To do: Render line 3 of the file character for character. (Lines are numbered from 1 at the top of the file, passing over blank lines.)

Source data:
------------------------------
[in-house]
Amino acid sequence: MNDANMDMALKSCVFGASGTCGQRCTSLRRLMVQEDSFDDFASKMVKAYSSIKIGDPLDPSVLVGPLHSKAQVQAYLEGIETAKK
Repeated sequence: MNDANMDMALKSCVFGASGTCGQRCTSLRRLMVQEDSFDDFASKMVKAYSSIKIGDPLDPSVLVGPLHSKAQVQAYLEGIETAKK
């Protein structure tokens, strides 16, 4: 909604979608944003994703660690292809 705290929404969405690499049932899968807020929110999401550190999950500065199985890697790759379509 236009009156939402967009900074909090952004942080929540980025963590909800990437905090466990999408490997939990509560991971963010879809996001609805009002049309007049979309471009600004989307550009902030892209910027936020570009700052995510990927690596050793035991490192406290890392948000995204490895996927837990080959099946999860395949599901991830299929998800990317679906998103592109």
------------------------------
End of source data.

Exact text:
Repeated sequence: MNDANMDMALKSCVFGASGTCGQRCTSLRRLMVQEDSFDDFASKMVKAYSSIKIGDPLDPSVLVGPLHSKAQVQAYLEGIETAKK